Ever since I read Parasite Rex by Carl Zimmer, I have been fascinated with parasites. Carl Zimmer continues this story with photos of parasites by Anand Varma for a National Geographic issue.
It is as astonishing as it is sad to watch a ladybug turn into a zombie. Normally ladybugs are sophisticated and voracious predators. A single individual may devour several thousand aphids in a lifetime. To find a victim, it first waves its antennae to detect chemicals that plants release when they’re under attack by herbivorous insects. Once it has homed in on these signals, the ladybug switches its sensory scan to search for molecules released only by aphids. Then it creeps up and strikes, ripping the aphid apart with barbed mandibles.
Ladybugs are also well protected against most of their enemies. Their red-and-black dome, so adorable to the human eye, is actually a warning to would-be predators: You will regret this. When a bird or some other animal tries to attack, the ladybug bleeds poison from its leg joints. The attacker tastes the bitter blood and spits the ladybug out. Predators learn to read the red-and-black wing covers as a message to stay away.
A predator protected from other predators, the ladybug would seem to have the perfect insect life—were it not for wasps that lay their eggs inside its living body.
One of these wasps, Dinocampus coccinellae, is about the size of an ice-cream sprinkle. When a female wasp is ready to lay an egg, she alights near a ladybug and swiftly inserts her stinger into its underside, injecting an egg into her victim along with a blend of chemicals. When the egg hatches, the larva feeds on the fluids that fill its host’s body cavity.
Though the ladybug is gradually being devoured, on the outside it seems unchanged. It goes on attacking aphids with abandon. But after it has digested its prey, its parasite feeds and grows on the resulting nutrients. Some three weeks later, the wasp larva has grown so much that it is ready to leave its host and develop into an adult. It squirms out through a chink in the ladybug’s exoskeleton.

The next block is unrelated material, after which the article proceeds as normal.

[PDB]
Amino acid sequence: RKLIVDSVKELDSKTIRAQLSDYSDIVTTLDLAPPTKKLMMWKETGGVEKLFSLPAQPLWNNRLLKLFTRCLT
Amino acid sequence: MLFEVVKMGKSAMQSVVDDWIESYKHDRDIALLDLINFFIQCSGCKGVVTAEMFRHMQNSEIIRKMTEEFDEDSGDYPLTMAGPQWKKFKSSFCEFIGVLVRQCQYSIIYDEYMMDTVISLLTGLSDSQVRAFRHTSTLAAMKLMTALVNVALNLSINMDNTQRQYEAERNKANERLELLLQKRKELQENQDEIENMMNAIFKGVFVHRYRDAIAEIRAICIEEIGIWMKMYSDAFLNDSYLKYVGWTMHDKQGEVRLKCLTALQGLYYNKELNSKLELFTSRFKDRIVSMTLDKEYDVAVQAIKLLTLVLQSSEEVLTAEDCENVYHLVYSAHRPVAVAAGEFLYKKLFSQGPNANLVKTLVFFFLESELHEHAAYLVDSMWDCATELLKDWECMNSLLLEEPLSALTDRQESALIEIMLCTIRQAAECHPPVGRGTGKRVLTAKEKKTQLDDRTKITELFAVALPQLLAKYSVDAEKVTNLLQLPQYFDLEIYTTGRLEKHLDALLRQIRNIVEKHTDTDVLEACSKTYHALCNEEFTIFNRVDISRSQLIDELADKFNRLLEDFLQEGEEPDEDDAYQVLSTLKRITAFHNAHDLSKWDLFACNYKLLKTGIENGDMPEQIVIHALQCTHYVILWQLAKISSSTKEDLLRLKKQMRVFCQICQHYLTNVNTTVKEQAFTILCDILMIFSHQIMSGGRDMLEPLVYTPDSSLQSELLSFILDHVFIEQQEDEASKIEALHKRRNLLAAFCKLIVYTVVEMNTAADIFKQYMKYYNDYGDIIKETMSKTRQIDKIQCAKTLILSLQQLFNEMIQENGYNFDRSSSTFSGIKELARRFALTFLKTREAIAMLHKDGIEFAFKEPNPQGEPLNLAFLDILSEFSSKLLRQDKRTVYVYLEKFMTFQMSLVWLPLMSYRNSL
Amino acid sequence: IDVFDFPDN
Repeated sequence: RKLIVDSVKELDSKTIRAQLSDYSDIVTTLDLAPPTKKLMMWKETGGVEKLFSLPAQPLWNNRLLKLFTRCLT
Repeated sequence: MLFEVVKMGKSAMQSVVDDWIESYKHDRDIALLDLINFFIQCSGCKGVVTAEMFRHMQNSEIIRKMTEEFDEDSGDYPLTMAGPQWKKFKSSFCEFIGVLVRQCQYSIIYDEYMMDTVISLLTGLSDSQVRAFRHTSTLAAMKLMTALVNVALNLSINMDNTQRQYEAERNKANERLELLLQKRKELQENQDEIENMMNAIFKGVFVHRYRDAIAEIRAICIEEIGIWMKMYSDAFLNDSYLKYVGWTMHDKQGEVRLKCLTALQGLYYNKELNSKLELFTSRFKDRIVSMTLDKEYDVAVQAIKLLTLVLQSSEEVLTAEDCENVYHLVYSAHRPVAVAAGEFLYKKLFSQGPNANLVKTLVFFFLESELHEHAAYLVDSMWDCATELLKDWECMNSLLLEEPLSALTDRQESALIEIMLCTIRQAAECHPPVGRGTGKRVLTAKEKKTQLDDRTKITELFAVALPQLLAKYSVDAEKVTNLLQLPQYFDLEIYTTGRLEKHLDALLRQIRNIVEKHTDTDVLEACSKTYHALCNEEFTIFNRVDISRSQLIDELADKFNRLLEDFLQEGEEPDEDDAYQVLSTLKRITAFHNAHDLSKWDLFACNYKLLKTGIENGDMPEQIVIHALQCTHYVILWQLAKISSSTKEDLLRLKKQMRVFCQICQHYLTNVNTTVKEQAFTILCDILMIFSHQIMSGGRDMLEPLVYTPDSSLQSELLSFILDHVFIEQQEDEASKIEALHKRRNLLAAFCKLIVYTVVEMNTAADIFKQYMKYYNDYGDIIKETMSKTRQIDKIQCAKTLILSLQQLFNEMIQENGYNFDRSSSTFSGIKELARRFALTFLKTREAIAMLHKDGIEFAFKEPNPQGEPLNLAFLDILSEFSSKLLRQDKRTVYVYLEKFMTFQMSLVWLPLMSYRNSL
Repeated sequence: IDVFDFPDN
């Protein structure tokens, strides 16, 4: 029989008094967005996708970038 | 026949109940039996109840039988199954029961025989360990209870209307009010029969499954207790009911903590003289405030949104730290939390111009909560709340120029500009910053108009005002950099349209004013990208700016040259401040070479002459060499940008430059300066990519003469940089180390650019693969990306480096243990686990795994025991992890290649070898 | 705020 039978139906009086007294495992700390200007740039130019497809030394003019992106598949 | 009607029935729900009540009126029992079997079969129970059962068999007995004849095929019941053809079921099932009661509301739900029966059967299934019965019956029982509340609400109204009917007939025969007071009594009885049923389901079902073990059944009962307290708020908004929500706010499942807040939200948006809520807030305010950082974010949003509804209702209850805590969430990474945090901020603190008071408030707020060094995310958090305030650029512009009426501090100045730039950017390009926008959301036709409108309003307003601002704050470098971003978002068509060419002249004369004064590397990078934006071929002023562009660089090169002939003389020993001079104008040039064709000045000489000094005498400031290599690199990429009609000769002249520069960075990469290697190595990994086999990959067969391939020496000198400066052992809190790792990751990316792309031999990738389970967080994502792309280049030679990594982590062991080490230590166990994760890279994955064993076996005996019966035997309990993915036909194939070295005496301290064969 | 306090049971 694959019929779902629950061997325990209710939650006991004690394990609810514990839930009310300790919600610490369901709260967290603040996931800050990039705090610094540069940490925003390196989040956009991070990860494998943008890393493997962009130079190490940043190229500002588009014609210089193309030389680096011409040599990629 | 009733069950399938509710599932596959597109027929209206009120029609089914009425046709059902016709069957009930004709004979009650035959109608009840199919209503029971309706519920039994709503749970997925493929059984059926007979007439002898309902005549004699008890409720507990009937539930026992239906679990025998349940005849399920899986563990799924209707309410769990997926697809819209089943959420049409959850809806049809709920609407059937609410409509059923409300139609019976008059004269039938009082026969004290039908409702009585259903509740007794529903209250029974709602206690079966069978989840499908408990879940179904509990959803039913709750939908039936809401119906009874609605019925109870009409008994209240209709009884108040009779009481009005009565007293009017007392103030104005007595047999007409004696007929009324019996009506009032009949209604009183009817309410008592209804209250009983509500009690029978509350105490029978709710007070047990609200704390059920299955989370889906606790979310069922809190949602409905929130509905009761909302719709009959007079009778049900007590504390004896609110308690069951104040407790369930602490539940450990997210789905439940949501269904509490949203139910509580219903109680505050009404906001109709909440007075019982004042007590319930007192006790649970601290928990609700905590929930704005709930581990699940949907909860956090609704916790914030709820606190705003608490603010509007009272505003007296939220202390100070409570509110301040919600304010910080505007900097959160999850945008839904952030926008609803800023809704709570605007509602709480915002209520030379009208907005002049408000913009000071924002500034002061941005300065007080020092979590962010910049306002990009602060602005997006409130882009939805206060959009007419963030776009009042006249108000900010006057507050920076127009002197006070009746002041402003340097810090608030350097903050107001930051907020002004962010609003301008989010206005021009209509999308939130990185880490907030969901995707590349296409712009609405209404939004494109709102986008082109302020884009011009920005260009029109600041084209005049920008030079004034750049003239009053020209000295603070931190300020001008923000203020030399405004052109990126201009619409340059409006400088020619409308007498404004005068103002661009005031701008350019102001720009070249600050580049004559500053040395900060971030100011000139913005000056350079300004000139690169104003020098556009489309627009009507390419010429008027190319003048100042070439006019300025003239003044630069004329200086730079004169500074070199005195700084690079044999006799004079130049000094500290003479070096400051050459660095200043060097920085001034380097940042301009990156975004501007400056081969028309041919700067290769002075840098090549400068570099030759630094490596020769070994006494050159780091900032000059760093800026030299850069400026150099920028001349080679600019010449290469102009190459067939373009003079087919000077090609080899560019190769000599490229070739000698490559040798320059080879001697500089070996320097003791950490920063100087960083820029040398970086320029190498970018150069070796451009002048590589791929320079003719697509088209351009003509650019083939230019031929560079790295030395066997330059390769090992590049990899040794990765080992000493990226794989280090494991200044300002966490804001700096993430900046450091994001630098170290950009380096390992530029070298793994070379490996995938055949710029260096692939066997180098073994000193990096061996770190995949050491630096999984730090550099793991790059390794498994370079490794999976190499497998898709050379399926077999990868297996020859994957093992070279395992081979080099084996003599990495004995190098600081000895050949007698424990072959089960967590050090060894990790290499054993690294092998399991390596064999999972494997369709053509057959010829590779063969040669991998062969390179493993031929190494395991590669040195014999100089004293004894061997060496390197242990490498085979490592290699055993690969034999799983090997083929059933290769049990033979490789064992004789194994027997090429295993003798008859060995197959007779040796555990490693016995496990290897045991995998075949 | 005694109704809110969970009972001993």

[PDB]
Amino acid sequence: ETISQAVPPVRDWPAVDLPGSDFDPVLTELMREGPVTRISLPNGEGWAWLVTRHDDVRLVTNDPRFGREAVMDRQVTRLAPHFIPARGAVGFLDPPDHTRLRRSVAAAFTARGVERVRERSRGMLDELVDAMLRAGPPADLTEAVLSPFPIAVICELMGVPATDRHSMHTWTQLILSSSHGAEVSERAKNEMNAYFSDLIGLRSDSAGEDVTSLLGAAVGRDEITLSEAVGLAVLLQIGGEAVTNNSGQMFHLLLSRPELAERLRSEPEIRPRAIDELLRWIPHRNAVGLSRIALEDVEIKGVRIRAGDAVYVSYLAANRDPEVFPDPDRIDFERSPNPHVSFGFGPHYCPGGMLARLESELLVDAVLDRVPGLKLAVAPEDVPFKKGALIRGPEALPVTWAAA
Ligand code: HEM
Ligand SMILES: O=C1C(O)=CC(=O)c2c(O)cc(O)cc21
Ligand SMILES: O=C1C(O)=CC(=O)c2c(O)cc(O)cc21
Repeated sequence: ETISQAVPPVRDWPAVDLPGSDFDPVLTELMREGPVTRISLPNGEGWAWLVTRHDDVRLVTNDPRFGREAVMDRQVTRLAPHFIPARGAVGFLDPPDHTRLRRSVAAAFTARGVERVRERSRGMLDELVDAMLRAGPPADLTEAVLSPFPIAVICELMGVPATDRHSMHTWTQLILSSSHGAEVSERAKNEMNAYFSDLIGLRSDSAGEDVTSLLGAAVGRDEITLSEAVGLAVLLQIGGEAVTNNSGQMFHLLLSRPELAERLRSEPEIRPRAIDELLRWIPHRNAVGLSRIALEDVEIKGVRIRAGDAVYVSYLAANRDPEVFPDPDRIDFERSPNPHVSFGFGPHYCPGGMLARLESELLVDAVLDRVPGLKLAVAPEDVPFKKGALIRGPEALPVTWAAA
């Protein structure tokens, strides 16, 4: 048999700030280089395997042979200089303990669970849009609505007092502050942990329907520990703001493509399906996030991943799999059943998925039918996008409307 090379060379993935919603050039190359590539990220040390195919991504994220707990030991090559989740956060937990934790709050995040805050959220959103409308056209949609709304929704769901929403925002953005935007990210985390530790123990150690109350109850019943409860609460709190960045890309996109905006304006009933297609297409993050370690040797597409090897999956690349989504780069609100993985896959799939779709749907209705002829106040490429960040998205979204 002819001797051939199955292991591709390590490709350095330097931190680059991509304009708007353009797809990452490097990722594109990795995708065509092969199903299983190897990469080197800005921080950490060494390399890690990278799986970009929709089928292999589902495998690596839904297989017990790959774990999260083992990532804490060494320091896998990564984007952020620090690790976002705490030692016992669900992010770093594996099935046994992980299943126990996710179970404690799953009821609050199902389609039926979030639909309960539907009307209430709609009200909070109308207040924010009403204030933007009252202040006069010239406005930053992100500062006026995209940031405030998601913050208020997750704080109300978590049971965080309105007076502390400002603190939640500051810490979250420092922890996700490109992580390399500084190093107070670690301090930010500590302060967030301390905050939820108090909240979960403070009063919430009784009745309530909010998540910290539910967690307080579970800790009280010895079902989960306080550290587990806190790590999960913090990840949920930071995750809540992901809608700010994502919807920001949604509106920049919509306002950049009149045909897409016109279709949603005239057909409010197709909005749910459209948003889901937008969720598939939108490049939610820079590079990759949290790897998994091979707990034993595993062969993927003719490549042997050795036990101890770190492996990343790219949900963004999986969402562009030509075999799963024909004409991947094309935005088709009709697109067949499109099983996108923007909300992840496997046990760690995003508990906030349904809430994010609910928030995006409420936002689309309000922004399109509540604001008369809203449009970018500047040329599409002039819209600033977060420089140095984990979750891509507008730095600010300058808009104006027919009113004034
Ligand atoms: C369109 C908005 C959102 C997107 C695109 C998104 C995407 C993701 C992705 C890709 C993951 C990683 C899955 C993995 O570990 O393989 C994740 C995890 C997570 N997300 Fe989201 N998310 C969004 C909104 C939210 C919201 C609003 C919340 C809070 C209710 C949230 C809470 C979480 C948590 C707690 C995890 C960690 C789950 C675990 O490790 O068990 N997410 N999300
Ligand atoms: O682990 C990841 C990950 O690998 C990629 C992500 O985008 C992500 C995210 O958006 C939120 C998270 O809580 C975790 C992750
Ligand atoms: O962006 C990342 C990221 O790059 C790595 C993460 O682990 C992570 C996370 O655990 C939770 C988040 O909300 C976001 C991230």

Even though the ladybug’s body now is free of the parasite, its mind remains enthralled. As the wasp larva wraps itself in a silk cocoon beneath it, the ladybug remains immobile.
From the wasp’s point of view, this is a very positive development. A growing D. coccinellae wasp nestled in its cocoon is intensely vulnerable. Lacewing larvae and other insects will happily devour it. But if one of these predators approaches, the ladybug will thrash its limbs, scaring off the attacker. In effect it has become the parasite’s bodyguard. And it will continue to loyally play this role for a week, until an adult wasp cuts a hole through the cocoon with its mandibles, crawls out, and flies away.
Only then do most of the ladybug zombies die, their service to their parasite overlord complete.
OPHIOCORDYCEPS FUNGUS Ophiocordyceps sp.
AMAZONIAN ANT Dinoponera longipes
Pity the ant afflicted by the mindsucker Ophiocordyceps. When spores of the fungus land on an ant, they penetrate its exoskeleton and enter its brain, compelling the host to leave its normal habitat on the forest floor and scale a nearby tree. Filled to bursting with fungus, the dying ant fastens itself to a leaf or another surface. Fungal stalks burst from the ant’s husk and rain spores onto ants below to begin the process again.
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